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IBC:  It’s Not Just Root Beer Any More

     Well, it’s time to jump onto the PTQ train again.  Sorry about my extended hiatus; there’s been a lot of other things I’ve had to do over the last month or so, and it’s all been very prohibitive of my writing.  Nevertheless, there’s work to be done, so let’s get right down to it, shall we?

     IBC is perhaps the most entertaining, most versatile block environment that we have yet encountered in Magic.  Because of the different lands and mana-fixers available, the number of playable cards is simply greater in this block than in previous, and hence allows for a wide range of decks to be built.  Quite simply, archetypes will exist, but they will simply be less clearly defined than previously, because of the expanded usable card pool.  There are so many good cards, the entire environment has the capability of looking dramatically different on a week-by-week basis, and everyone is going to be continually scrambling to keep up.

     That’s not to say that there aren’t distinct blueprints for certain decks in existence.  X-Mar is what I’m calling the variety of decks that run Swamps, Islands, and Plains, and spells in those colors.  There are so many different subdivisions of this genre, it’s difficult to sort them out:  Desolation Angel control, NoMar, Solution, GoMar, Familiar.dec, and more!  And they all play very differently, using a very similar mana-base, with a wide range of available spells, from Dromar’s Charm, to Repulse to Vindicate, Absorb, and Undermine, and so on.  There are literally too many choices for this deck to make, so many cards to choose from, that we’ve ended up with a mess of different designs, with different mixes of creatures and spells, that all operate under different principles.  I think I’ll take an entire article to discuss this later.

     Right now, different regions of the country are exhibiting vastly different metagames, enough to say that there is NO unified metagame across the country.  In Masques-block, we had weekends where I would say a majority of the players in the COUNTRY played black-green of some sort, or a variant of Skies.  Here, there is no consistent performer, no consensus on which deck is preferred in the environment.  Examining top 8 decks, we seem to have continual evolution of current archetypes, and more new archetypes are still popping up; the Obliterate deck from GenCon and Brian Kowal’s Deed-Go deck are already seeing success, and variants of these decks are already making appearances in top 8’s.

     Personally, I have been leaning towards what is still a very solid archetype:  the red-green beatdown deck, still intact since Tokyo, though undergoing some modifications.  In my opinion, Ghitu Fire can make it way out of the deck, as well as the Raging Kavus, with Scorching Lava and Yavimaya Barbarian as very purposeful replacements for these cards.  The Barbarians help to further foil decks that rely on any bounce to control tempo, while the Scorching Lava helps to take care of those damn pesky Spectral Lynx.  This is not mentioning the growing popularity of Fire/Ice in the environment, and how much people just love to get a little card advantage by Firing a Kavu and Familiar.  This isn’t the only older archetype seeing some serious play: more people are rediscovering the power of red-black and blue-black, along with the reality that the Dodecapod isn’t nearly the menace that so many people have thought it would be.  I’ve been moderately successful with the deck, but not enough to qualify for New Orleans yet, which is obviously my goal here:  it’s home, after all.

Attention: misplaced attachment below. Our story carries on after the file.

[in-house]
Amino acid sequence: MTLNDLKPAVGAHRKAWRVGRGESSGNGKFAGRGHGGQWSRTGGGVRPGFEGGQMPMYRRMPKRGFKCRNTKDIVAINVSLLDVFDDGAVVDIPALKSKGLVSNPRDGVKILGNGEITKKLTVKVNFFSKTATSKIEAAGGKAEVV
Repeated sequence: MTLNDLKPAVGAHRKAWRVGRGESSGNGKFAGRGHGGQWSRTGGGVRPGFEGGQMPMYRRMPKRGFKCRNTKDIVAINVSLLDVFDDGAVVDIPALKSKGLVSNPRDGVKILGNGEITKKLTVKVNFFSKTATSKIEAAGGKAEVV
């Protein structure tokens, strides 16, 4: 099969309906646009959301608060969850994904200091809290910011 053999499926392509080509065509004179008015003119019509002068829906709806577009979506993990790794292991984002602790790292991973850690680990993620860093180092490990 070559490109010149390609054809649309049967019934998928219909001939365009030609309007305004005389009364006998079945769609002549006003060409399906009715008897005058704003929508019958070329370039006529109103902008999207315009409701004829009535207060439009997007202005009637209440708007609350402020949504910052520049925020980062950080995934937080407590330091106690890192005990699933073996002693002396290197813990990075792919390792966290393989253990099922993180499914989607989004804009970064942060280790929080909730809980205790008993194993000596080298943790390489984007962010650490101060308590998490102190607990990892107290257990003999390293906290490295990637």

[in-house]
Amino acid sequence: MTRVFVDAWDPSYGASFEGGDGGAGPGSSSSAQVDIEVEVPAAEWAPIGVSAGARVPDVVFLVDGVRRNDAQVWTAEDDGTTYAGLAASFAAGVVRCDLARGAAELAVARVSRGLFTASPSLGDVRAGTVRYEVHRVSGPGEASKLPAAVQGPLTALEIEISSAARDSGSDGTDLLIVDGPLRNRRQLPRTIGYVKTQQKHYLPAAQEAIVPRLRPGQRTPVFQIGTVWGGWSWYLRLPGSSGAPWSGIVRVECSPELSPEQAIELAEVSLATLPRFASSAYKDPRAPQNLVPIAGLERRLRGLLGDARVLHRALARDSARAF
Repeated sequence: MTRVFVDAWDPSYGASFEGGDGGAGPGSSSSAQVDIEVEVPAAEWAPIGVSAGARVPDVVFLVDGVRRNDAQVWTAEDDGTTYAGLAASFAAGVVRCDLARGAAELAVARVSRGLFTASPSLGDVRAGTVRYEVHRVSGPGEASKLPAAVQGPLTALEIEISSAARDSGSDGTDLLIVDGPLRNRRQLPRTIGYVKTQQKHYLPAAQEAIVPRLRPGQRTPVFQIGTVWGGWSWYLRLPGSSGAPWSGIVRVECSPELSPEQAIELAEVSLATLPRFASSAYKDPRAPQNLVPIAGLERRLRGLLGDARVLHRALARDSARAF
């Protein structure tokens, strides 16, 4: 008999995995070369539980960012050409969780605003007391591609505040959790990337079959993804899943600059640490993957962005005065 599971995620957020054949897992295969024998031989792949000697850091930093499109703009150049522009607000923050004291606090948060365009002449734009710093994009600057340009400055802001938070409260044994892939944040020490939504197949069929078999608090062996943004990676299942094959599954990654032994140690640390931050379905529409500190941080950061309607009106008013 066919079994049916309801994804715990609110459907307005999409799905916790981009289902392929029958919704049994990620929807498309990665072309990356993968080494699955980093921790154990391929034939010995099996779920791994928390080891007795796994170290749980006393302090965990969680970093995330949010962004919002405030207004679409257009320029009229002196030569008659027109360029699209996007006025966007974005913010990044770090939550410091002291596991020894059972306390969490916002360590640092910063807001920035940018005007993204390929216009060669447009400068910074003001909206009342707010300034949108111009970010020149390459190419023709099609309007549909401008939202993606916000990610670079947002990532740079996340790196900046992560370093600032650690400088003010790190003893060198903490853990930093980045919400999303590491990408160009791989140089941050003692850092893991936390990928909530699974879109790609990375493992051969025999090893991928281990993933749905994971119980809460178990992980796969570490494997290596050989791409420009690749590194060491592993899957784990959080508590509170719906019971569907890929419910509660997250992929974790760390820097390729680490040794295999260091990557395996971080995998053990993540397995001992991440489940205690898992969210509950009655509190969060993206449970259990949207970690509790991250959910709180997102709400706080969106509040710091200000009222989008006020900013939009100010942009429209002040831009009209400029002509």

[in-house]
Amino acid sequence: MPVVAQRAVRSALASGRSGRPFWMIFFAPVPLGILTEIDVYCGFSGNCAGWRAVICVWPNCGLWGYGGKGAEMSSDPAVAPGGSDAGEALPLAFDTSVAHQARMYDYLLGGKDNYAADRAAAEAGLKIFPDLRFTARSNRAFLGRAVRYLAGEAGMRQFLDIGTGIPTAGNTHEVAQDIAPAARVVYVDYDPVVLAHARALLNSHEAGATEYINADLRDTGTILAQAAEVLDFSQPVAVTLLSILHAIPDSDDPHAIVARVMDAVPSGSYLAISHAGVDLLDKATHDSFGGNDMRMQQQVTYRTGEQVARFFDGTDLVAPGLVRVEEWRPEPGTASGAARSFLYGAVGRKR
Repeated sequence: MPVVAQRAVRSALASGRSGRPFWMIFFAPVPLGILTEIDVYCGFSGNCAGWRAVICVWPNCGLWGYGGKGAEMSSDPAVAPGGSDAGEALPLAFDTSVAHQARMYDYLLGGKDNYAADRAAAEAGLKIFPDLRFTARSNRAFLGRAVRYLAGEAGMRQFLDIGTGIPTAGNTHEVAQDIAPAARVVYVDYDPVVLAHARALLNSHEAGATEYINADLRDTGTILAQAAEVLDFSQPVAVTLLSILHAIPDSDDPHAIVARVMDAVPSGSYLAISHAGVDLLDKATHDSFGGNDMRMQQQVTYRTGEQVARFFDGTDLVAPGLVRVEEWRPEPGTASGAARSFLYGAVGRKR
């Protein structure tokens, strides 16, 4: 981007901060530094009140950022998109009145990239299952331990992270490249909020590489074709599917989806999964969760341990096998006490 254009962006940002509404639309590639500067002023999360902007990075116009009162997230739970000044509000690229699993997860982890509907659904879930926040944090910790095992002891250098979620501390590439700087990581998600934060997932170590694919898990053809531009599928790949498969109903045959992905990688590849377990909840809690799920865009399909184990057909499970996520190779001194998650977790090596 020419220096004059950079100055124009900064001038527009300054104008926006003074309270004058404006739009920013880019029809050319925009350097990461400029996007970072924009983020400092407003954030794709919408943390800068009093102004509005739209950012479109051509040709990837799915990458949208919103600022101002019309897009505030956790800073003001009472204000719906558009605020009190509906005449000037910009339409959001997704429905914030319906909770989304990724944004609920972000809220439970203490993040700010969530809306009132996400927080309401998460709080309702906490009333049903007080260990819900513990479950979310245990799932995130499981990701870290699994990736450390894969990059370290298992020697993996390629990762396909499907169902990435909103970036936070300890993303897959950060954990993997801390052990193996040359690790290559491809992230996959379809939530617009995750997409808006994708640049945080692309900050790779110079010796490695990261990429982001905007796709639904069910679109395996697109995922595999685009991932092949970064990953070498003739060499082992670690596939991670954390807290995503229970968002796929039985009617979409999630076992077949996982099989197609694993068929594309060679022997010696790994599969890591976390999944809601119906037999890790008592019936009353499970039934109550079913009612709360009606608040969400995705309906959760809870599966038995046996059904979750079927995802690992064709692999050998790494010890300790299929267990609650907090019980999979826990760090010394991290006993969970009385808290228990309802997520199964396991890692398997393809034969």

So what does all this say?  We’re dealing with an open environment, with a series of very powerful and solid decks, and a lot of room for creativity.  This environment rewards good play, as it seems that there is not a great deal of room for error.  The power of the cards does not allow for a great deal of mistakes, as an opponent can very quickly turn that mistake into a fantastic opportunity for him/herself.  If you can build a deck based around a foundation of solid and powerful cards, and make yourself sufficiently comfortable with it, you are putting yourself into a prime position to succeed.  You can build a deck of just about any three-color combination, and find a sufficiently powerful mix of cards to win a tournament with.  But how you play and build your deck will take you very far.

     That’s all for now.  Next week, I’m going to do an in-depth analysis on a couple of the major archetypes, and look into why some people are winning these events.  I’m also going to attempt to actually have a lot more to say to everyone; I’ve been rather fragmented for weeks, so I’m going to take some time to further collect my thought(s).  Hopefully, I’ll have a more positive result from my own events here to report back to you.  Until then, feel free to ask any questions you might have, or if you would like suggestions on block decks.  Take care, everyone!

-Jonathan Pechon